There have been a lot of rumors floating around about the future of the Country Bear Jamboree lately.  As most know, we don’t ever post rumors and haven’t since The Main Street Mouse started almost 10 years ago.  Now that Disney has confirmed this classic attraction isn’t going anywhere, I thought this may be a good time to do a little history lesson about this family favorite at Disney’s Magic Kingdom!

For many, the Country Bear Jamboree has been a staple to their Disney vacations as it was an opening day attraction on October 1, 1971, at Walt Disney World.   For those who have never seen the show, it consists of audio-animatronic bears that sing and entertain the crowd.  There are even animal mounts on the walls that interact with the bears on stage.

The attraction was not meant to be in one of the Disney parks, but rather Disney’s Mineral King Ski Resort in California.  Walt wanted some type of entertainment at the resort and he wanted it themed around bears and he assigned one of his nine old men, Marc Davis to create this show. In 1966, it’s said Marc Davis was working on the different characters when Walt walked in to see the progress. Walt loved the characters Marc had come up with and laughed about them.  While leaving the office, Walt turned back to say goodbye to Marc.  Most wouldn’t think much about this, but Walt was known for not saying goodbye.  This would be the last time they would see one another as Walt passed away shortly thereafter.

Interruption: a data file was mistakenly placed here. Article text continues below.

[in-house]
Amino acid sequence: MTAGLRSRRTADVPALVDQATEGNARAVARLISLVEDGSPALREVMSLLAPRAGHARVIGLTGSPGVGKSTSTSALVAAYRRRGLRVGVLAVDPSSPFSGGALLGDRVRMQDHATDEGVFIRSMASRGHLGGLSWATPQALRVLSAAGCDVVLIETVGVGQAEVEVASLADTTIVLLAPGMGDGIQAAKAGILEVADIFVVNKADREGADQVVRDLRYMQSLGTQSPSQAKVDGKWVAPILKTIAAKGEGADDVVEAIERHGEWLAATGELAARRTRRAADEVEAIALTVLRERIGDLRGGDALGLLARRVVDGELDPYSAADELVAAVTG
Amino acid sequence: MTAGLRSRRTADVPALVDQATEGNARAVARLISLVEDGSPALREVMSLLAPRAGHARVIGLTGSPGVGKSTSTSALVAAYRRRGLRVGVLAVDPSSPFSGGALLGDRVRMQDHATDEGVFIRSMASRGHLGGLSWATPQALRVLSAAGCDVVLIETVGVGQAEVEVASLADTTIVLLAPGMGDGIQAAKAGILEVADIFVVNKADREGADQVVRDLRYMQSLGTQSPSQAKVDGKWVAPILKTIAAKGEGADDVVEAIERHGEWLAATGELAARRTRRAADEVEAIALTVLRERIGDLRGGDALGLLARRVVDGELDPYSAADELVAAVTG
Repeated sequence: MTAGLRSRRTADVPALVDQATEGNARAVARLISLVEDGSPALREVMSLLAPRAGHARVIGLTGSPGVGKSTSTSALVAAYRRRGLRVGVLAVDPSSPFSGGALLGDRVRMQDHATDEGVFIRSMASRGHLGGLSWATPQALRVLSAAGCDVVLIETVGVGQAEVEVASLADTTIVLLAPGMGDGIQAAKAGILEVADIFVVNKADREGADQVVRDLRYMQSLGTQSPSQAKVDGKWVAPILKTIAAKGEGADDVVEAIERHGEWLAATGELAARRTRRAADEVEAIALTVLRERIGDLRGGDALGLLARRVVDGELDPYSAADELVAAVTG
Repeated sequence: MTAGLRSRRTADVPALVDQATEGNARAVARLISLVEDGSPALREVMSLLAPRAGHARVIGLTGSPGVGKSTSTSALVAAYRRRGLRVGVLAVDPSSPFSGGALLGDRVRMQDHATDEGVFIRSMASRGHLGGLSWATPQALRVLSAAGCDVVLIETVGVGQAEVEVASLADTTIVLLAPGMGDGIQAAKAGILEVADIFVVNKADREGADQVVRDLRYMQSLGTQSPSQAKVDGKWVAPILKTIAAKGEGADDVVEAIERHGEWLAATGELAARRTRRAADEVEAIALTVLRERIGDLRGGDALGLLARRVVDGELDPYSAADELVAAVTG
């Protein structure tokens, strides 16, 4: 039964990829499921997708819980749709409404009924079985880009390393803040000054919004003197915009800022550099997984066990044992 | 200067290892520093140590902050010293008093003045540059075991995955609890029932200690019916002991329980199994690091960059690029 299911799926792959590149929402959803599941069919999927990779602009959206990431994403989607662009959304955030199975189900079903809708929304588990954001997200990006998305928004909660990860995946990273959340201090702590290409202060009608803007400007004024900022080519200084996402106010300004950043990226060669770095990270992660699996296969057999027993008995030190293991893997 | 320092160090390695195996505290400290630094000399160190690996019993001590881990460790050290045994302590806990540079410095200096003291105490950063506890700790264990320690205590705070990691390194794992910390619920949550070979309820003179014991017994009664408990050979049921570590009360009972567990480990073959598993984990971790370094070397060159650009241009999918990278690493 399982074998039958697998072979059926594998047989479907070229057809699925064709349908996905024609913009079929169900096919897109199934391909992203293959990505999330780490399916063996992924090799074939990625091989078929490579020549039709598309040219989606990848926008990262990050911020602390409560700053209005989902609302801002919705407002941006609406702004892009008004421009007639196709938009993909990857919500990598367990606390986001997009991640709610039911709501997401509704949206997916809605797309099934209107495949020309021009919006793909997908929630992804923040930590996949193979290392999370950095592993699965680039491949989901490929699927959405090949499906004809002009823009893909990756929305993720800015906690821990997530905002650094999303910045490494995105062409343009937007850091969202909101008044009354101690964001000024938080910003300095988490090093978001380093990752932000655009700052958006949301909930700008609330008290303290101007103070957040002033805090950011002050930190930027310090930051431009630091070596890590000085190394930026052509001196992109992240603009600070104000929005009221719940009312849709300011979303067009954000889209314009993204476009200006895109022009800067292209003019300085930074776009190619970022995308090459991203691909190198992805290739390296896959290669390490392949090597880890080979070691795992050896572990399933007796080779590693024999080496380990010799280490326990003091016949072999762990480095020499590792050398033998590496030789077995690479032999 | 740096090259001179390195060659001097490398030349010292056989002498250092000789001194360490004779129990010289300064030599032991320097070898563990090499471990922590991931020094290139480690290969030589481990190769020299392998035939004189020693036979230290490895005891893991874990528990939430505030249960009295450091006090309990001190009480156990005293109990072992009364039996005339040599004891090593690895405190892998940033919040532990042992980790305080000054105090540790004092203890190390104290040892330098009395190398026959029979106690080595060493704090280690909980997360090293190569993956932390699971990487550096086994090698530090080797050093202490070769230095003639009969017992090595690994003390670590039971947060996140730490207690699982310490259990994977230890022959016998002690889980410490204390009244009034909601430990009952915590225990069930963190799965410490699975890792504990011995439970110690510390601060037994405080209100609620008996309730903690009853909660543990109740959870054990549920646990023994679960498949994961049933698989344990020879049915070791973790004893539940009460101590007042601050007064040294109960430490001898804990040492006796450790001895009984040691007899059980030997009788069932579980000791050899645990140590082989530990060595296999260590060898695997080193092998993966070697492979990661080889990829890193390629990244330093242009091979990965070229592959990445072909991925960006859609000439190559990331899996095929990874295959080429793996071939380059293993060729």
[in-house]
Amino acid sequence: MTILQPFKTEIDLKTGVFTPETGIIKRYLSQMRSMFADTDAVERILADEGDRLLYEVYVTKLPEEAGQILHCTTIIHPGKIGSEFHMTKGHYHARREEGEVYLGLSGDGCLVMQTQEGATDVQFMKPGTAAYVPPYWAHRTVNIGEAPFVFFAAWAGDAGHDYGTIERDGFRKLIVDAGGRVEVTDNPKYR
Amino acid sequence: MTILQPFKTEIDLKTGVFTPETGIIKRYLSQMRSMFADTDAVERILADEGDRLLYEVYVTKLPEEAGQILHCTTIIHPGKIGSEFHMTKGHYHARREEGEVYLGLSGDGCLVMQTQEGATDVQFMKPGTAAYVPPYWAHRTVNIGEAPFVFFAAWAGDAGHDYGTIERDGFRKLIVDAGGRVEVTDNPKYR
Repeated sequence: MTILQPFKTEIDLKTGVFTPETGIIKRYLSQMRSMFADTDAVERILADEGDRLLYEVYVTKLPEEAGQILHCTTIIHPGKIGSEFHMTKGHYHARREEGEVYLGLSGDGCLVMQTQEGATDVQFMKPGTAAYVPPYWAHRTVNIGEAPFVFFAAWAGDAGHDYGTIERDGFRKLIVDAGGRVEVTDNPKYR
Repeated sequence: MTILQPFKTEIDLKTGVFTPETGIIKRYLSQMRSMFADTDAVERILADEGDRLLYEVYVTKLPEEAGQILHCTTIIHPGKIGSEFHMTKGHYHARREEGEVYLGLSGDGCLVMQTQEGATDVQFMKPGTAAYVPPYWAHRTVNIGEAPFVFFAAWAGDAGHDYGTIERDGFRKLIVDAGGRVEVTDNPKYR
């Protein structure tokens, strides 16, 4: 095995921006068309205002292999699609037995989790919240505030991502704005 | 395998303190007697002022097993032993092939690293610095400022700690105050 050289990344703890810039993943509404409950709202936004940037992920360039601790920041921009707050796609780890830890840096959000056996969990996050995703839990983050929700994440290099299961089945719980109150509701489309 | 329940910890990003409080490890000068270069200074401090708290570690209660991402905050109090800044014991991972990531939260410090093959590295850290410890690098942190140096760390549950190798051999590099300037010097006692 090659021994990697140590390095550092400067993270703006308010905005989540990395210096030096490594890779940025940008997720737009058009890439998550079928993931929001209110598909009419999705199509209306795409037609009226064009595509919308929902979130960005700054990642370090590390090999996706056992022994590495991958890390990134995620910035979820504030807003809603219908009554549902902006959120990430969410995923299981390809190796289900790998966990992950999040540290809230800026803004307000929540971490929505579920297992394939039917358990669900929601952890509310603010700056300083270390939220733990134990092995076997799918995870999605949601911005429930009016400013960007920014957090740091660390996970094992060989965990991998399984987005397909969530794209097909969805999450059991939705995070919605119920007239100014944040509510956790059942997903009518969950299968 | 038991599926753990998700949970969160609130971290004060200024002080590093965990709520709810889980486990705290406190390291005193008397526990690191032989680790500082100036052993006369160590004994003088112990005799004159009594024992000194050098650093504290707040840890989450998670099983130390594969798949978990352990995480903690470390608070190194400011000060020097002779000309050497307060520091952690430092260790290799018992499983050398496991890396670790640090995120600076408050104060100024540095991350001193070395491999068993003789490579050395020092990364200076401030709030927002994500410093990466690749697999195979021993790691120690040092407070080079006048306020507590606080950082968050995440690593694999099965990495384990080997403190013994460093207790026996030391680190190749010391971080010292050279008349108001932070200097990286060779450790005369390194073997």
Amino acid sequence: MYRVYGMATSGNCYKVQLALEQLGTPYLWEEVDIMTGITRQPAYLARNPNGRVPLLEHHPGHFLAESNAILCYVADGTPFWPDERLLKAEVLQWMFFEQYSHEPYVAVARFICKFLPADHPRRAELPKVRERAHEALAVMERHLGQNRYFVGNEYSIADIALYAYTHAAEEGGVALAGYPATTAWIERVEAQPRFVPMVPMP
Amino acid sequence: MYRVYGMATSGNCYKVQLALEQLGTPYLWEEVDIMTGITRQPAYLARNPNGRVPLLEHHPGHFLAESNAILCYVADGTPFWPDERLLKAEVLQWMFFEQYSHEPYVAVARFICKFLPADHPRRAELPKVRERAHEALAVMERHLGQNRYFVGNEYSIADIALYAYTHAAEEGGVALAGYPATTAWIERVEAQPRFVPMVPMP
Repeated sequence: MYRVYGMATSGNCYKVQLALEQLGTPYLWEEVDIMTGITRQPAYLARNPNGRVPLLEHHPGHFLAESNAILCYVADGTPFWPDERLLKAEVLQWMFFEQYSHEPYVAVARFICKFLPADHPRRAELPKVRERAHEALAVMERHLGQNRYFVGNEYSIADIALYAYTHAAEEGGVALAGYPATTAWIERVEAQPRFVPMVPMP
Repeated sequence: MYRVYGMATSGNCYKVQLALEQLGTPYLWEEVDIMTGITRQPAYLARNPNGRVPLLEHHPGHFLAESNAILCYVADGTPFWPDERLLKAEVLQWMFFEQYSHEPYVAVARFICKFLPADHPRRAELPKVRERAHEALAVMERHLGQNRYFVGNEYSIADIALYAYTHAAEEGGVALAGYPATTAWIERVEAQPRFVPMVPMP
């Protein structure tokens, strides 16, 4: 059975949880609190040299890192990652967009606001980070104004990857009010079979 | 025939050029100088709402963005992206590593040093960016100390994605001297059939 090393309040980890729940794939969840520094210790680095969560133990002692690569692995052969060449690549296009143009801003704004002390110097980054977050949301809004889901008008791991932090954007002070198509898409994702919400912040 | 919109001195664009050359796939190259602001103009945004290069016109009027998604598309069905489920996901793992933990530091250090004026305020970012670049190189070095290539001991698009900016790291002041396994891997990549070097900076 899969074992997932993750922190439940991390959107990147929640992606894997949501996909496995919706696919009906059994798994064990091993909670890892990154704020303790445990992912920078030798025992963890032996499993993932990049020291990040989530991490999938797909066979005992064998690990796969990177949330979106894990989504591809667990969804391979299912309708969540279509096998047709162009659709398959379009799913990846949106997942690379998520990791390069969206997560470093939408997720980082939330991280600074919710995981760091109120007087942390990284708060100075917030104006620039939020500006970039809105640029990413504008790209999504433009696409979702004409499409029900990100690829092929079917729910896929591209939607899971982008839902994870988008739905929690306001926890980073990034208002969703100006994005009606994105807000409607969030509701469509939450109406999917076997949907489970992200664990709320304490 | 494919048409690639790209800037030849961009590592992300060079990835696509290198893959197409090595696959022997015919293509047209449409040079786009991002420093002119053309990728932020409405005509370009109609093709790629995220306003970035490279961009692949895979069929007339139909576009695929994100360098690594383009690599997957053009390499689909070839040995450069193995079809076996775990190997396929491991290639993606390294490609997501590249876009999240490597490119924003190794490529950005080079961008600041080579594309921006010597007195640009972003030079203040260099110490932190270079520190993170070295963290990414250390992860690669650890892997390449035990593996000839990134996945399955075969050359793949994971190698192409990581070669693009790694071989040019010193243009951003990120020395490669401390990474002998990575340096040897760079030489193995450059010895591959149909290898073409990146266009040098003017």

After Walt’s passing, like many things, the project still moved forward.  The bears were to be featured in the resorts “Bear Band Restaurant Show” and would have a country twang about it.  Although the plans for the bears moved forward, the resort plans didn’t. It was decided the bears would become one of the opening day attractions for Walt Disney World.  Xavier Atencio and George Burns would team up to create the songs the bears would entertain the crowd with.

The attraction was such a huge success that it was decided there would be a Disneyland version opened that would house more guests.  Actually, there were 2 identical theaters with the exact same shows to be able to get more guests to see it.  That version opened on March 4, 1972.  In addition, in 1983 the show made it’s international debut when it opened at Tokyo Disneyland with the same 2 theater setup as in Disneyland.

There have also been some special shows that have come and gone over the years.  In 1984, at Disneyland and the Magic Kingdom, the Country Bear Christmas Special debuted.  In 1986, the Vacation Hoedown debuted at both US Parks.  Sadly on September 9, 2001, the Disneyland version of the attraction closed to make room for another bear, The Many Adventures of Winnie the Pooh.  The Vacation Hoedown ended it’s run at the Magic Kingdom in 2005.  The Tokyo Disneyland attraction still runs all three versions at various times throughout the year. The Country Bear Christmas Special was the first Disney attraction to become interchangeable during the year.

While everyone has their favorite bear, I’m a Big Al fan. Lets meet them all:

Henry – The Master of Ceremonies

Liver Lips McGrowl – Guitar playing bear with big lips

Wendell – The mandolin playing bear with the overbite and buck teeth